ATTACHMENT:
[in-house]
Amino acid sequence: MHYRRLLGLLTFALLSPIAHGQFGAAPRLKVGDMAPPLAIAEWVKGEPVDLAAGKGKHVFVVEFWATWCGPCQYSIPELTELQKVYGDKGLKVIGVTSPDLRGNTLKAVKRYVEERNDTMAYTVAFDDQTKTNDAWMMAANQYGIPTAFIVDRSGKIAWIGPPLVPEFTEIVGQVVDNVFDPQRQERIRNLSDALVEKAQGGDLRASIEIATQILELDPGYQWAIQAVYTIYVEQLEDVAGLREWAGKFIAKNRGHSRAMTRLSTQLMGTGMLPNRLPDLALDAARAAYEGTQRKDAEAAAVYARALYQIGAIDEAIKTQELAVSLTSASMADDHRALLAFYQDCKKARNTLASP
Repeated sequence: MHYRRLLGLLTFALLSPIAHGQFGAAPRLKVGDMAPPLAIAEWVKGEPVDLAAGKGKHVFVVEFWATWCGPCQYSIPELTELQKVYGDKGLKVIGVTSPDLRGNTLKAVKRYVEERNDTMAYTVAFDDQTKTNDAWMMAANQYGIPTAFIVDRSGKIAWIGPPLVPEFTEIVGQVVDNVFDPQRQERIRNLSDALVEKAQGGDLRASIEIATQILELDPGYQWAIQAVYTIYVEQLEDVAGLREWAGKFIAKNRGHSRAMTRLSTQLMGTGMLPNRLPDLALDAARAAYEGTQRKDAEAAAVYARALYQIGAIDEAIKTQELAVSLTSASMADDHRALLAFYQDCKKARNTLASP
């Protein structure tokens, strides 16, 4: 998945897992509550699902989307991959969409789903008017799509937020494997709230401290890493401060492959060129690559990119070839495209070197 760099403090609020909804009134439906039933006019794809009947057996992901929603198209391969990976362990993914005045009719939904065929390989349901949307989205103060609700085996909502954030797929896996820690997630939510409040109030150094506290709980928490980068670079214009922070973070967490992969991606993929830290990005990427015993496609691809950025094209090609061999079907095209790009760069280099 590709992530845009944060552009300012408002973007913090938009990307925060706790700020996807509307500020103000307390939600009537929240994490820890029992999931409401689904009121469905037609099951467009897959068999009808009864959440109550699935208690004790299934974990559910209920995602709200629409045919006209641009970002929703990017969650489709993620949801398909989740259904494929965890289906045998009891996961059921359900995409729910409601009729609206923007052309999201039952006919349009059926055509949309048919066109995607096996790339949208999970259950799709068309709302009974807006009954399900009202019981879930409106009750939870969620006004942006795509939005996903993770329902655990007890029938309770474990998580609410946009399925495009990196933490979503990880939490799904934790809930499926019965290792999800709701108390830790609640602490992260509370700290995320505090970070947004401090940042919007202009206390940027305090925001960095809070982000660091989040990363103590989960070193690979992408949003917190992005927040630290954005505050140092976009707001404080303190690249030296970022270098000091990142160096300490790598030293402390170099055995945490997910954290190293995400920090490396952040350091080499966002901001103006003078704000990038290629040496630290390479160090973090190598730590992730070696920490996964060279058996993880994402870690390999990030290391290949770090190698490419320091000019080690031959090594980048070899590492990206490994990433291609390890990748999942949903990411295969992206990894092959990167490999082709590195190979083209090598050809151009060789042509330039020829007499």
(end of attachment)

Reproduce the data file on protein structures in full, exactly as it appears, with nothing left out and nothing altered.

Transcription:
[in-house]
Amino acid sequence: MHYRRLLGLLTFALLSPIAHGQFGAAPRLKVGDMAPPLAIAEWVKGEPVDLAAGKGKHVFVVEFWATWCGPCQYSIPELTELQKVYGDKGLKVIGVTSPDLRGNTLKAVKRYVEERNDTMAYTVAFDDQTKTNDAWMMAANQYGIPTAFIVDRSGKIAWIGPPLVPEFTEIVGQVVDNVFDPQRQERIRNLSDALVEKAQGGDLRASIEIATQILELDPGYQWAIQAVYTIYVEQLEDVAGLREWAGKFIAKNRGHSRAMTRLSTQLMGTGMLPNRLPDLALDAARAAYEGTQRKDAEAAAVYARALYQIGAIDEAIKTQELAVSLTSASMADDHRALLAFYQDCKKARNTLASP
Repeated sequence: MHYRRLLGLLTFALLSPIAHGQFGAAPRLKVGDMAPPLAIAEWVKGEPVDLAAGKGKHVFVVEFWATWCGPCQYSIPELTELQKVYGDKGLKVIGVTSPDLRGNTLKAVKRYVEERNDTMAYTVAFDDQTKTNDAWMMAANQYGIPTAFIVDRSGKIAWIGPPLVPEFTEIVGQVVDNVFDPQRQERIRNLSDALVEKAQGGDLRASIEIATQILELDPGYQWAIQAVYTIYVEQLEDVAGLREWAGKFIAKNRGHSRAMTRLSTQLMGTGMLPNRLPDLALDAARAAYEGTQRKDAEAAAVYARALYQIGAIDEAIKTQELAVSLTSASMADDHRALLAFYQDCKKARNTLASP
């Protein structure tokens, strides 16, 4: 998945897992509550699902989307991959969409789903008017799509937020494997709230401290890493401060492959060129690559990119070839495209070197 760099403090609020909804009134439906039933006019794809009947057996992901929603198209391969990976362990993914005045009719939904065929390989349901949307989205103060609700085996909502954030797929896996820690997630939510409040109030150094506290709980928490980068670079214009922070973070967490992969991606993929830290990005990427015993496609691809950025094209090609061999079907095209790009760069280099 590709992530845009944060552009300012408002973007913090938009990307925060706790700020996807509307500020103000307390939600009537929240994490820890029992999931409401689904009121469905037609099951467009897959068999009808009864959440109550699935208690004790299934974990559910209920995602709200629409045919006209641009970002929703990017969650489709993620949801398909989740259904494929965890289906045998009891996961059921359900995409729910409601009729609206923007052309999201039952006919349009059926055509949309048919066109995607096996790339949208999970259950799709068309709302009974807006009954399900009202019981879930409106009750939870969620006004942006795509939005996903993770329902655990007890029938309770474990998580609410946009399925495009990196933490979503990880939490799904934790809930499926019965290792999800709701108390830790609640602490992260509370700290995320505090970070947004401090940042919007202009206390940027305090925001960095809070982000660091989040990363103590989960070193690979992408949003917190992005927040630290954005505050140092976009707001404080303190690249030296970022270098000091990142160096300490790598030293402390170099055995945490997910954290190293995400920090490396952040350091080499966002901001103006003078704000990038290629040496630290390479160090973090190598730590992730070696920490996964060279058996993880994402870690390999990030290391290949770090190698490419320091000019080690031959090594980048070899590492990206490994990433291609390890990748999942949903990411295969992206990894092959990167490999082709590195190979083209090598050809151009060789042509330039020829007499």